Sun Sentinel Columnist
10:14 PM EDT, July 7, 2013
Urban Meyer inhabits a strange parallel world where nothing bad that happens involves him, where others are accountable in a manner he isn't and where critics take potshots without regard to facts.
Here is what Meyer texted in response to growing questions about his treatment at the University of Florida of former tight end and current murder suspect Aaron Hernandez:
"He was an athlete at Florida 4-to-7 years ago and there are some comments being made that are not correct,'' Meyer, the former Florida and current Ohio State coach, texted this weekend to the Gainesville Sun. "Our staff, myself and our families worked very hard to mentor and guide him …
"Relating or blaming these serious charges to Univ. of Florida, myself or our staff is wrong and irresponsible."
If only it was that simple. If only Meyer — or any coach — could wash his hands with a simple text saying people are accountable for their own actions. Which is true, of course.
Meyer is right there. People are accountable for their lives. Not coaches. Not teams. But there are two issues involved here, and Meyer took the easy one to absolve himself of blame and protect his brand.
The second issue is trickier for Meyer to text his way out. Ask a University of Miami fan. They operated under a national cloud for years after their era of arrests, titles and image issues.
The same stain is there for Florida in the Hernandez saga. It involves the culture Meyer developed. It's told more easily and less tragically by involving Janoris Jenkins, a cornerback whose height of petty offenses under Meyer was resisting arrest.
That made Jenkins one of 31 Gators arrested under Meyer, a number now repeated as much as his era's 65 Southeastern Conference wins. After Meyer left, Jenkins was arrested twice in the span of a few weeks for marijuana.
That's not a capital offense. But new coach Will Muschamp judged the repeated arrests with Jenkins' previous problems and kicked him off the team.
"No doubt, if Coach Meyer were still coaching I'd still be playing for the Gators,'' Jenkins told the Orlando Sentinel a year later from North Alabama. "Coach Meyer knows what it takes to win."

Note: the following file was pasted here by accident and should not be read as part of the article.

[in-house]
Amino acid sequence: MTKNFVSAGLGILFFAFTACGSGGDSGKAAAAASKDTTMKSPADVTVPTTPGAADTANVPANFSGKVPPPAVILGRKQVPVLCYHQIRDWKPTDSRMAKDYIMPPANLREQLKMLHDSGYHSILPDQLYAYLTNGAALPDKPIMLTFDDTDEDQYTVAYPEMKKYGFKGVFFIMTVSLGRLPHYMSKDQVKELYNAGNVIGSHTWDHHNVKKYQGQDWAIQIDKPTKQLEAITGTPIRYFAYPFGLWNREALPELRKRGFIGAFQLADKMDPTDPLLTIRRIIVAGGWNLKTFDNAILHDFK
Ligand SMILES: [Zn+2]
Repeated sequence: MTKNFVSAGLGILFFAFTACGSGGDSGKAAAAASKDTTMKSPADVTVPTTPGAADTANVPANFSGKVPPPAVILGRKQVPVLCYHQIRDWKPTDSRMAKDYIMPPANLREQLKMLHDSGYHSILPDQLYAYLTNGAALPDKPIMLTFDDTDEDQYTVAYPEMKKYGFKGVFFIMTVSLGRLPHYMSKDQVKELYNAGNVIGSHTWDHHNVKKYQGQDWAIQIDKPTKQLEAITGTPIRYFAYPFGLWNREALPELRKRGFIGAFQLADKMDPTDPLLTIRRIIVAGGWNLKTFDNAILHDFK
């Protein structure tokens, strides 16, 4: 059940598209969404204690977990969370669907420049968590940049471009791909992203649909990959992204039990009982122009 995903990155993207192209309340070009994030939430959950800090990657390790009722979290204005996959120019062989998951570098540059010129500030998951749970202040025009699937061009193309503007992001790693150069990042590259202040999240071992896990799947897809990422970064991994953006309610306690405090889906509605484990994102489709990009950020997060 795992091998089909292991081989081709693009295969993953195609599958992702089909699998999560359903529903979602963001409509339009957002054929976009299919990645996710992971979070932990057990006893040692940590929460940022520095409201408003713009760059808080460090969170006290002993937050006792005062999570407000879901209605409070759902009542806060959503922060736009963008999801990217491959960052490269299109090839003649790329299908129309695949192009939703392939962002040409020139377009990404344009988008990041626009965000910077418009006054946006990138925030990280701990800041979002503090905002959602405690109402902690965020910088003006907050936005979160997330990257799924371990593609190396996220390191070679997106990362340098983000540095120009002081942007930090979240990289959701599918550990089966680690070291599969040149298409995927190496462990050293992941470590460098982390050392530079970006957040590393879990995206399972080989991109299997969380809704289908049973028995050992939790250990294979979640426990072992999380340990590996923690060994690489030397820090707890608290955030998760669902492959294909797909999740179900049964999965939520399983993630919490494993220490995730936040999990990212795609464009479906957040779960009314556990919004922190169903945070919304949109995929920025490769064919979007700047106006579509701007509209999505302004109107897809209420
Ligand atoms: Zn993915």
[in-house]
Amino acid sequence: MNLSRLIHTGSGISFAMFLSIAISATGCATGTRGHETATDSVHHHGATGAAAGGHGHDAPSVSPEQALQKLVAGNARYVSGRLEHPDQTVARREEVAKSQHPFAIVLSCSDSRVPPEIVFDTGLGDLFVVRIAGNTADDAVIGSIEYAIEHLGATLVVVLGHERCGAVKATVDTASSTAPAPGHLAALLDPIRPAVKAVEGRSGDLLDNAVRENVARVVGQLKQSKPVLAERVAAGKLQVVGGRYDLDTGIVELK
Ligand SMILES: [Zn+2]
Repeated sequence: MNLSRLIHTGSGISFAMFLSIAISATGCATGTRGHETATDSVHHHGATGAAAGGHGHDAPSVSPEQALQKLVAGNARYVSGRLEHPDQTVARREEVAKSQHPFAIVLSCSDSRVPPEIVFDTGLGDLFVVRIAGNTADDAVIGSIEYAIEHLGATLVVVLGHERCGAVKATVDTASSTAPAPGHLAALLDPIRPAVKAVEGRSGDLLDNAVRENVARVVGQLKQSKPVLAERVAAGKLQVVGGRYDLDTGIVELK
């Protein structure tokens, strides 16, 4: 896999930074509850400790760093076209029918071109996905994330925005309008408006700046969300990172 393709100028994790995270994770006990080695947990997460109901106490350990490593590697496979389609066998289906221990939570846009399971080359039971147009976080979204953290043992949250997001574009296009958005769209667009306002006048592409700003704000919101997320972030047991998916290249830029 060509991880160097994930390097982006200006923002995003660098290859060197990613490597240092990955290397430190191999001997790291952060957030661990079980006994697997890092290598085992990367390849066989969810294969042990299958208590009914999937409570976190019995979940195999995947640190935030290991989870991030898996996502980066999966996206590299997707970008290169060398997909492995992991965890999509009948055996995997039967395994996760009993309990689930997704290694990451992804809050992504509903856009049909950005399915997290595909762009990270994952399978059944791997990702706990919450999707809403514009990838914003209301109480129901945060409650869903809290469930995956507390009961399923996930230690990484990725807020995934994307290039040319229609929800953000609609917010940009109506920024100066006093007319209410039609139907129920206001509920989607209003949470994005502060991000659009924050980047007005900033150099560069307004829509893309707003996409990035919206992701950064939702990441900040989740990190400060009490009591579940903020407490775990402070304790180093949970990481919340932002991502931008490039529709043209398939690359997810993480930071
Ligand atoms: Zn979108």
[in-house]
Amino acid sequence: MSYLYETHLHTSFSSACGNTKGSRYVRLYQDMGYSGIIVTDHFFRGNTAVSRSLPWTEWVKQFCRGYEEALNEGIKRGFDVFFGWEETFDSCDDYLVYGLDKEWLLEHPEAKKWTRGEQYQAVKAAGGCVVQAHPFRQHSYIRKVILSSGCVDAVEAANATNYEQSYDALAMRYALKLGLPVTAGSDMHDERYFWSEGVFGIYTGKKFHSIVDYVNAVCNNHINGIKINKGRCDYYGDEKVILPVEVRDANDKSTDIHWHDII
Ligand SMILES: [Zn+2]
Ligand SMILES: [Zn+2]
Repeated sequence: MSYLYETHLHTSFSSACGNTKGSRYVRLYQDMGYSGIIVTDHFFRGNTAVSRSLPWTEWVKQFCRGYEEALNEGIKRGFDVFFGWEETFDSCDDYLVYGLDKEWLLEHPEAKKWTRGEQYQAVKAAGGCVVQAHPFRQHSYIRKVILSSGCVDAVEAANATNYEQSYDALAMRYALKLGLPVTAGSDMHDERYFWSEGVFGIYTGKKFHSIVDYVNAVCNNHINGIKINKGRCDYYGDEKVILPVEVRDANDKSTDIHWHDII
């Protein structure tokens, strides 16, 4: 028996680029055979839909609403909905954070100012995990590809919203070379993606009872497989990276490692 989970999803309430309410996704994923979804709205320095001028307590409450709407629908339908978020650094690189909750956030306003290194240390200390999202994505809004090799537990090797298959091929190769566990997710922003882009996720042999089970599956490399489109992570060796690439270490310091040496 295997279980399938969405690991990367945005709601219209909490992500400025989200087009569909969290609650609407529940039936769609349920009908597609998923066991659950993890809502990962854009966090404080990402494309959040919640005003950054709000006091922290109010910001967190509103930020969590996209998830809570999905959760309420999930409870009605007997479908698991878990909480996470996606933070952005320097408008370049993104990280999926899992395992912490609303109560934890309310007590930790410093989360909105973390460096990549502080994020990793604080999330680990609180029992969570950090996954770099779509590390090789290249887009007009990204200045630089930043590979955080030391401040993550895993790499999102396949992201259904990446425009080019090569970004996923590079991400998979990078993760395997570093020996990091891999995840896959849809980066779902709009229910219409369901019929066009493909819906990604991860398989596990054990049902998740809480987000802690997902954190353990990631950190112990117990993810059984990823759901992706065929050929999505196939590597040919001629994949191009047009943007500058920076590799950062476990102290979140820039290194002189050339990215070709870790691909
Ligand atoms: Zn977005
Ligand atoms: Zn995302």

Jenkins intended it as a compliment. It rings with condemnation, though, saying exactly how Meyer overvalued winning to the point of allowing the school's name to be stained, to the point of keeping Hernandez despite behavior generously called problematic.
Hernandez was questioned by police after two Gainesville men were shot, admitted to police he punched a bar employee (breaking his ear drum) and also tested positive for marijuana at least once. That's the official docket.
It was enough for the Dolphins to take Hernandez off their draft board, according to a source. They weren't alone. Indianapolis took him off their board, too, former Indianapolis General Manager Bill Polian said on ESPN.
That's how a first- or second-round talent dropped to New England in the fourth round. From purely a football standpoint, drafting Hernandez was a great decision. How many fourth-round picks ever score 18 touchdowns and make a Pro Bowl?
This underlines why Bill Belichick and Meyer are questioned today. They aren't responsible for Hernandez's arrest on a murder charge. They're responsible for seeing a world no larger than a football field.
In Belichick's case, that gets written off more quickly. It's the pros. It's only about winning. But how New England replaces his talent and deals with the salary-cap concerns are why other teams avoided what they saw was a ticking human problem.
Over the years, the Dolphins invested various amounts in dozens of players with issues legal and emotional. Only two worked out: Irving Fryar and Ricky Williams. And Williams took a while.
Maybe that's why coach Joe Philbin is quick to kick anyone with repeated issues off the team.
Surely, though, that's why Meyer needs to get a grip today. He's not responsible for Hernandez being arrested for murder. He's responsible for a culture at Florida where players learned to play football and little else.
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